Fellow horseman, Jorge, and I are both big Metallica fans. Although we largely agree on what constitutes a great Metallica album (Master Of Puppets and …And Justice For All), Metallica have seen such a diverse change in their style, that fans have many different views on what makes the perfect ‘tallica album. Metallica really started off as a balls to the wall thrash band, back when Kill ‘Em All came out, which was reminiscent of other Bay Area thrash metal bands such as Exodus and Testament and other bands such as Slayer, Annihilator and Overkill. They then refined their art with Ride The Lightning and Master Of Puppets, stepped into thrash-by-very-detailed-numbers with the super-technical and rhythmic …And Justice For All before heading in a more commercial chunky style of radio metal with their self-titled album, known as The Black Album to fans.
Then, it went downhill. After the stunning Black album, they toured like crazy and years later released their next full original album with Load which was about as exciting and metal as a toy soldier, wrapped in a roll of bubble wrap at a plastics convention. It was just booooring. Stock, very stock, predictable, not-all-that-heavy rock tunes – Metallica seemed to have really lost their way. But wait…we then received the good news that Load was actually only half of the songs that they recorded, and we would be treated to yet another bucket-of-dull with the rather imaginatively titled…Re-Load. Woo. Hoo. Ahem.
Then the Metallica hype machine started to roll again and we heard they were working on a new, angrier album, and Hetfield (their singer) had been a little too frisky with the ‘ol sauce and was in rehab for alcohol addiction, but was out and raring to channel his new-founded life experience and world-view into their music, with an undertone of anger…which would naturally translate well to metal. What resulted was St Anger, a pretty desperate attempt at sounding modern and heavy, complete with a snare drum that is reminiscent of the sound of a nun riding into a steel bin on a push-bike. Although it was heavier in places, it felt unimaginative and a bit of a reach – not like their previous works in which they knew how to push every button in your brain that makes you move to their music. It was just unnatural and desperate, and once again Metallica felt like they were losing their way.
So, Metallica have not released a decent album since The Black Album, and they have not released a decent thrash album (the reason why most of us love Metallica), since …And Justice For All – that is 16 years since a good album. Good grief.
Some of you may be wondering why on earth I have decided to blather on about Metallica today. Well, right now we Metallica fans, who have been treated to the audio equivalent of a train bacon sandwich for the last 16 years are once again getting our hopes up for the next Metallica album, named Death Magnetic, and due for release on the 12th September. Metallica have been treating the world to sneak peeks for the last few weeks and for the last half year or so we have heard the usual highly trumpeted reports that Metallica are back to their roots and once again the fans are hoping for a Puppets or at least a Black Album. So far, Metallica released a live recording of a song called Cyanide and their latest airing of a single called The Day That Never Comes as well as a bunch of 30 second or so snippets. So, are they any good?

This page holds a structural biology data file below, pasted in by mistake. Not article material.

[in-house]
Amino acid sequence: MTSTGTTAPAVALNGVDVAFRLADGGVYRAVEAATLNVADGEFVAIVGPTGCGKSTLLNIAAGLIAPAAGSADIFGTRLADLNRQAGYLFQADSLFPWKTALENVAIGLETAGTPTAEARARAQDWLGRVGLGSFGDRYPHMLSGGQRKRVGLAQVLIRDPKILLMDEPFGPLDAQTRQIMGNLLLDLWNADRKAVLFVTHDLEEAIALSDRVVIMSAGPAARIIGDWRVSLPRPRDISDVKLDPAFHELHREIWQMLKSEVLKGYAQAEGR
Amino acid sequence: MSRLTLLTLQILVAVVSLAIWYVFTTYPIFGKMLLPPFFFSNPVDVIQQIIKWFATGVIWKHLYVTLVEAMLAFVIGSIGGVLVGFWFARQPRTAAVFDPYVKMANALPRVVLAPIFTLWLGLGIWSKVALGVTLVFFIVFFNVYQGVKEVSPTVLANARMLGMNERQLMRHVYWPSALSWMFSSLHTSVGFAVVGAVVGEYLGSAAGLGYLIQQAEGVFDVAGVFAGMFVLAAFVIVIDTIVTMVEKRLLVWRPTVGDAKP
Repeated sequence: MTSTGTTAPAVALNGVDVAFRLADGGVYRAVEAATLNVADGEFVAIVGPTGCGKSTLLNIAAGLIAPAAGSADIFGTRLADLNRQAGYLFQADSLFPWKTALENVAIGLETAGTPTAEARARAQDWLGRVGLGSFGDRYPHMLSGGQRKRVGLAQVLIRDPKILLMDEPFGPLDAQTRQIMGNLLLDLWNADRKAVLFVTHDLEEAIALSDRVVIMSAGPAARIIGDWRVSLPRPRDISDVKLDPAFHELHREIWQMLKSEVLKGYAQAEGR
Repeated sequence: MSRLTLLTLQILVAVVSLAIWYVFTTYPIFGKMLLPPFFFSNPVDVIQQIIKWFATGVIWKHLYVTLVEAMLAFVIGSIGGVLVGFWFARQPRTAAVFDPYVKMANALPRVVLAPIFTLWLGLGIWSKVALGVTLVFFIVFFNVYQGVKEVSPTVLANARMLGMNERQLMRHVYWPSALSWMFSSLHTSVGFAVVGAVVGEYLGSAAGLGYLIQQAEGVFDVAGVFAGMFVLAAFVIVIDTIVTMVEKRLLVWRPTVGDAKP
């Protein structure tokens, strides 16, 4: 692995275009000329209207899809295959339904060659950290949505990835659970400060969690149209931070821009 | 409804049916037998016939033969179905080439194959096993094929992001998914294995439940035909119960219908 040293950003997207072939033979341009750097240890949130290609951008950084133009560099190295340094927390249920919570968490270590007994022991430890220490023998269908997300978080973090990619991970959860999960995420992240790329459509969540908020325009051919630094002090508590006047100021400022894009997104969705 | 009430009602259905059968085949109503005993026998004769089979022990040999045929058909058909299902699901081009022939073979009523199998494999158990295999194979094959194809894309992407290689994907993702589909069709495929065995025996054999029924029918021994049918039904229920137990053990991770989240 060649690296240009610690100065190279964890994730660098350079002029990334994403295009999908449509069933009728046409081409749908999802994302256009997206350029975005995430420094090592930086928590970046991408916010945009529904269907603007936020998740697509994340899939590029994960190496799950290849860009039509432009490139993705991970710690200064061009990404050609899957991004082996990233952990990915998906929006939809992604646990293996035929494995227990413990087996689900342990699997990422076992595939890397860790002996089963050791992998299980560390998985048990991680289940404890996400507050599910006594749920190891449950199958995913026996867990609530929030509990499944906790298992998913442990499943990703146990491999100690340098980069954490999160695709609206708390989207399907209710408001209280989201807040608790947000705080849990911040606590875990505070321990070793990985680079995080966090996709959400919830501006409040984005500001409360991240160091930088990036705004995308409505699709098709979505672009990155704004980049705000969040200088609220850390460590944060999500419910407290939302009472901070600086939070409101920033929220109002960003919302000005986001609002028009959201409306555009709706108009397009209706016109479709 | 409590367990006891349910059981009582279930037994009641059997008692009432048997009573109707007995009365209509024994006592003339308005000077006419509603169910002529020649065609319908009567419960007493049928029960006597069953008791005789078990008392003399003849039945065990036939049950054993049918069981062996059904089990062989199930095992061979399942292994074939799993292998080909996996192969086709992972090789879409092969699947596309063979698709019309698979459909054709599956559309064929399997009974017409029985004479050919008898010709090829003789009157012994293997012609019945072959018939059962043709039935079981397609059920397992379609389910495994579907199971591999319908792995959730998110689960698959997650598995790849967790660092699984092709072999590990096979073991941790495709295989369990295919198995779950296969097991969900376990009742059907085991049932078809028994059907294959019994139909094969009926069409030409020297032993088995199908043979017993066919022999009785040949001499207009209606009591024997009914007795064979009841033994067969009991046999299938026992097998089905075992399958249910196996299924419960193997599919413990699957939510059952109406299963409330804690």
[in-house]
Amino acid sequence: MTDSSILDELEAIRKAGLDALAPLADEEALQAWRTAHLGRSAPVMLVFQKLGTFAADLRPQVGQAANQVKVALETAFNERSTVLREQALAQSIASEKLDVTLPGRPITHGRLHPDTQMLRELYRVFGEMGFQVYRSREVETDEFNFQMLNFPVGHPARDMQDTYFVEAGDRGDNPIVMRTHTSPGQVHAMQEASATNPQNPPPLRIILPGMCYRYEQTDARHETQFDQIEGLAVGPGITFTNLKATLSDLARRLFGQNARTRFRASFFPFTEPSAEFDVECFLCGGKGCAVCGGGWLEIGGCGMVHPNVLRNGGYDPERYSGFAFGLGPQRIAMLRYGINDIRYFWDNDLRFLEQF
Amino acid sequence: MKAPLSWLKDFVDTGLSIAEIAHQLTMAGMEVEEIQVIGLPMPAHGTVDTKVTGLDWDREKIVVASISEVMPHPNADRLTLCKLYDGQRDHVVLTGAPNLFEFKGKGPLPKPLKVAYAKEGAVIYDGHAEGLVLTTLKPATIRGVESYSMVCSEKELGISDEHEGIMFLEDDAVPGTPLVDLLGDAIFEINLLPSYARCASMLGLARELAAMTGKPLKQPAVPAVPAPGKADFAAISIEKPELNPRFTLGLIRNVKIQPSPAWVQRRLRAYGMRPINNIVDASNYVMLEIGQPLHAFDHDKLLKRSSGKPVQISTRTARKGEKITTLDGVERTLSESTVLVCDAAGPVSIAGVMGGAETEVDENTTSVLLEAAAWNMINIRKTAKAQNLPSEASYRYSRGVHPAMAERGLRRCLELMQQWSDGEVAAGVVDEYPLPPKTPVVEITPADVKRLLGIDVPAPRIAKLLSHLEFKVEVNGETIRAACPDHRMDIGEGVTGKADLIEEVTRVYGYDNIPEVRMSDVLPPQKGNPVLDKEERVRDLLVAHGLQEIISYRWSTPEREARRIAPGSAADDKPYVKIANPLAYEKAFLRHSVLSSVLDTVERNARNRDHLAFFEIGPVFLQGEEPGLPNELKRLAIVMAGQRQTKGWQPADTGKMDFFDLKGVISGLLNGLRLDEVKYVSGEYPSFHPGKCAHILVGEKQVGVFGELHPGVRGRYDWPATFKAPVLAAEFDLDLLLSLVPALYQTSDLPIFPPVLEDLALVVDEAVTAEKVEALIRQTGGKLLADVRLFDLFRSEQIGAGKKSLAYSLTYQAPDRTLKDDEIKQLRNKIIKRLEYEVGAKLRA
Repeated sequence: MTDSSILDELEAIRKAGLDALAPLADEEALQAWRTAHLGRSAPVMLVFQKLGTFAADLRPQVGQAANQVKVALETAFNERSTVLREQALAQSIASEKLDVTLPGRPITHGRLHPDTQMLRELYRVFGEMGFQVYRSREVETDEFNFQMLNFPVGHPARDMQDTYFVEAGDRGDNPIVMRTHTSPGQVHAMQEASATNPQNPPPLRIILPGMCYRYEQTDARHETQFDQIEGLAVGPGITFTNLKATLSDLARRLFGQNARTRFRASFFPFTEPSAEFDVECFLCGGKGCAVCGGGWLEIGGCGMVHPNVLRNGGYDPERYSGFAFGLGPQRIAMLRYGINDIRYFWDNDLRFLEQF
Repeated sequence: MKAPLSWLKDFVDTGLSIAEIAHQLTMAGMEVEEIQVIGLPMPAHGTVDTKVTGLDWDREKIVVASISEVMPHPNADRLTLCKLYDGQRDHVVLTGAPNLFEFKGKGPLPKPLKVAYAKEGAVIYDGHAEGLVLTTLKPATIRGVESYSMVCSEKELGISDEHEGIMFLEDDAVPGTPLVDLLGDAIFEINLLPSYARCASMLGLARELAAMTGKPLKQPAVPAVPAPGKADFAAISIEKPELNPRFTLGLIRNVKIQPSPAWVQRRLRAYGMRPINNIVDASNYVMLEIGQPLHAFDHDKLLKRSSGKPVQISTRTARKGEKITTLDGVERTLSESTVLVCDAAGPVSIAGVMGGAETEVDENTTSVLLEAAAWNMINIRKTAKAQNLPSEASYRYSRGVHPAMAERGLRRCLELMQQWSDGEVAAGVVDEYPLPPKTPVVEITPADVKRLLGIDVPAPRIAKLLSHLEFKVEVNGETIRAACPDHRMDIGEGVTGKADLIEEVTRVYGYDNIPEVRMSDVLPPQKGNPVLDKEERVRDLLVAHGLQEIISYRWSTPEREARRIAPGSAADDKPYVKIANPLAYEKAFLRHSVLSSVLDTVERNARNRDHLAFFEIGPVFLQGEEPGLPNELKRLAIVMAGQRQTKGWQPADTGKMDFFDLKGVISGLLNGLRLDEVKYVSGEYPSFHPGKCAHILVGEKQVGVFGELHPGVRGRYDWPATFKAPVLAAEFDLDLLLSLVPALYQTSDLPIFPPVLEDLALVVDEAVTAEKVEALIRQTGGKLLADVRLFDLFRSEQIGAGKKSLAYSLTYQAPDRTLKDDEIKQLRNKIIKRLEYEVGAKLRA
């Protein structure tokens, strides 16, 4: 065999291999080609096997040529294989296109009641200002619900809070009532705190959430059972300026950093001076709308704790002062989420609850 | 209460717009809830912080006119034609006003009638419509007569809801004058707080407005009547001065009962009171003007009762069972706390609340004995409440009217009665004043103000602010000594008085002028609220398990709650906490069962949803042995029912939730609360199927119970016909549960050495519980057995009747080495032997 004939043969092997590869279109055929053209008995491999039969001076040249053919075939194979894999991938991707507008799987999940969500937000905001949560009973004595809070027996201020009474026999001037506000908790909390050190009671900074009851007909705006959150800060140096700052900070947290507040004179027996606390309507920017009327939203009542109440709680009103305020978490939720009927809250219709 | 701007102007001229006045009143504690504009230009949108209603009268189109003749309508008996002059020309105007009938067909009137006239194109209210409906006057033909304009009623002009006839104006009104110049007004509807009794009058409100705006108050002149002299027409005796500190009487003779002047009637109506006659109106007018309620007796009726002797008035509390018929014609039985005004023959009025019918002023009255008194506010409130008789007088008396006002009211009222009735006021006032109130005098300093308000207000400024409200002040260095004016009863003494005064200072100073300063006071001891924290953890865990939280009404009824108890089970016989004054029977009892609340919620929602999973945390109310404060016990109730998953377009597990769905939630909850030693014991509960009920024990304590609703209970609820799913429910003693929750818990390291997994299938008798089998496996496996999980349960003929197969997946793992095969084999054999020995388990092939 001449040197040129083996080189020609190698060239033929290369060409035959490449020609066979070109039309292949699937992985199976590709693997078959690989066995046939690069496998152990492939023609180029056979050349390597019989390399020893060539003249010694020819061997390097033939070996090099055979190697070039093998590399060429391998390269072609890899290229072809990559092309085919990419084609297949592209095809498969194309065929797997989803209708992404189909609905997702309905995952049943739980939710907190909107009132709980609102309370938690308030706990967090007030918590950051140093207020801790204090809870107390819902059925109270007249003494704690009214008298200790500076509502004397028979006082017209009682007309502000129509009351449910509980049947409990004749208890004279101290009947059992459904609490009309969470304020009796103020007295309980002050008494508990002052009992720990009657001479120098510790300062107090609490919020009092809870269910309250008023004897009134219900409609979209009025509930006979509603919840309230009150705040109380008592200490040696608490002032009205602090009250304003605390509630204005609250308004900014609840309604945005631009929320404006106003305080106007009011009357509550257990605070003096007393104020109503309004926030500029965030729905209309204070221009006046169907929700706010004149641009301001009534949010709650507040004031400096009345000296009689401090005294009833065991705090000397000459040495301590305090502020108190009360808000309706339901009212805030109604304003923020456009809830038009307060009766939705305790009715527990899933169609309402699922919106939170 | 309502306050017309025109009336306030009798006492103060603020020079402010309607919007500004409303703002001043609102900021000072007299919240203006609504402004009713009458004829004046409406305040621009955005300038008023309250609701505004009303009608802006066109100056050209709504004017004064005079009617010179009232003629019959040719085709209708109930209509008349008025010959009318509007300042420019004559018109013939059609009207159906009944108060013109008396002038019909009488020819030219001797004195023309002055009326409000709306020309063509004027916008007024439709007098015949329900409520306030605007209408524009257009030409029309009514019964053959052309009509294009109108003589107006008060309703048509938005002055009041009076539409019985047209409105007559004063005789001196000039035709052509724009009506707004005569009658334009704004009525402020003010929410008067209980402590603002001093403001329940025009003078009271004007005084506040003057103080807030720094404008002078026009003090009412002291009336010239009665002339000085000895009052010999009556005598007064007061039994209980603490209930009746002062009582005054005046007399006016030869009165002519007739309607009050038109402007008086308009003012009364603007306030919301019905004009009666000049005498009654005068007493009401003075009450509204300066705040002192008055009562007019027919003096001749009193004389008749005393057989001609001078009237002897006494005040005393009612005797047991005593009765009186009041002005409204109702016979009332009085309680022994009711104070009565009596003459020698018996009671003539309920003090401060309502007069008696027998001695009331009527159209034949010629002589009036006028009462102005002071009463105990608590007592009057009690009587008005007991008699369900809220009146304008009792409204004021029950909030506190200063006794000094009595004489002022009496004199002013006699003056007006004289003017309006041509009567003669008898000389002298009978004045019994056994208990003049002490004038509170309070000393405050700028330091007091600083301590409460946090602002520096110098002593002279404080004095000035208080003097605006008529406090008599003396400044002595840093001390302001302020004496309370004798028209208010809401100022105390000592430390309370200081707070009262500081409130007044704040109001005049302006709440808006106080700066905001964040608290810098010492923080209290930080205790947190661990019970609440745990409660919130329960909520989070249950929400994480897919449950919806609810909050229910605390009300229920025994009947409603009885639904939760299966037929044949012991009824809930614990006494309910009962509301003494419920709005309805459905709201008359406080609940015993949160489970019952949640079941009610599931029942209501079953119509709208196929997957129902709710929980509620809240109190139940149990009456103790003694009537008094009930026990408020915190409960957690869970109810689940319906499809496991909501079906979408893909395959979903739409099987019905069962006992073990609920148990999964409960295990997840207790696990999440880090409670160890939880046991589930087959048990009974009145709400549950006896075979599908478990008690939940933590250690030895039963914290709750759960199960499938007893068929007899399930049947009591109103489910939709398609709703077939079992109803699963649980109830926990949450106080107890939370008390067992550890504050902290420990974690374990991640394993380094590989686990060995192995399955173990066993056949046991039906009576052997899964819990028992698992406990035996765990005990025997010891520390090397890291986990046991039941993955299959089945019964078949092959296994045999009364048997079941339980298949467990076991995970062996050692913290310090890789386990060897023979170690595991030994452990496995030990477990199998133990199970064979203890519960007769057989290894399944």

So far it is a bit early to tell. I always like to let music sink in for a while before passing a firm opinion, but thus far I have to be honest that I am not exactly grabbed by the material. While I consider it a really great trait of a metal band to grab your attention within minutes (something which bands such as Hatebreed, The Acacia Strain, Heaven Shall Burn, Slipknot and All Shall Perish are great at), some bands need a good listening (such as King Diamond, Blind Guardian, Cannibal Corpse and Anata).
The main thing I am taking away from the situation with Metallica is that I am beginning to lose a little patience with them as a band. I totally agree that bands change styles, thats fine – I understand they don’t want to be playing speed metal any more, but I also listen to a bunch of bands that play the kind of music that Metallica seem to be going for (Black Label Society, Megadeth, Blaze etc), but I just don’t know if Metallica’s version of it is my cup of tea. Don’t get me wrong, they are a stunningly talented band, but I feel that the complexities in the band and the comfort they have carved out (as can be seen in Some Kind Of Monster) has mean’t that they have lost the hunger somewhat. It has long been known that more deprived surroundings have formed some of the greatest metal bands (as well as other artists such as Hip Hop and Rap). Of course, everyone wants to live a nice, lavishly comfortable lifestyle – I am no exception – but I get the impression that these comforts have overtaken their hunger for the music. This is not an endemic problem – there are plenty of bands who live great, comfortable lifestyles (just look at Iron Maiden for example) and still release rocking music, but Metallica feel distracted by it.
In my mind, Music is evolutionary, and we see different generations coming in, taking what went before and stepping up the plate. Metallica will always hold a place in my heart for releasing some of my most loved albums (in fact, I wore out my Master Of Puppets cassette from over-playing when I was a yoof), but I think these days I am more interested in checking out the amazing new talent with bands like *The Acacia Strain, Job For a Cowboy, All Shall Perish, Divine Heresy, The Red Chord, Blood Red Throne, Hatebreed, Arsis, Aborted, A Perfect Murder, Lamb Of God, Made Of Hate, Necrophagist, Nonpoint, Hatesphere etc.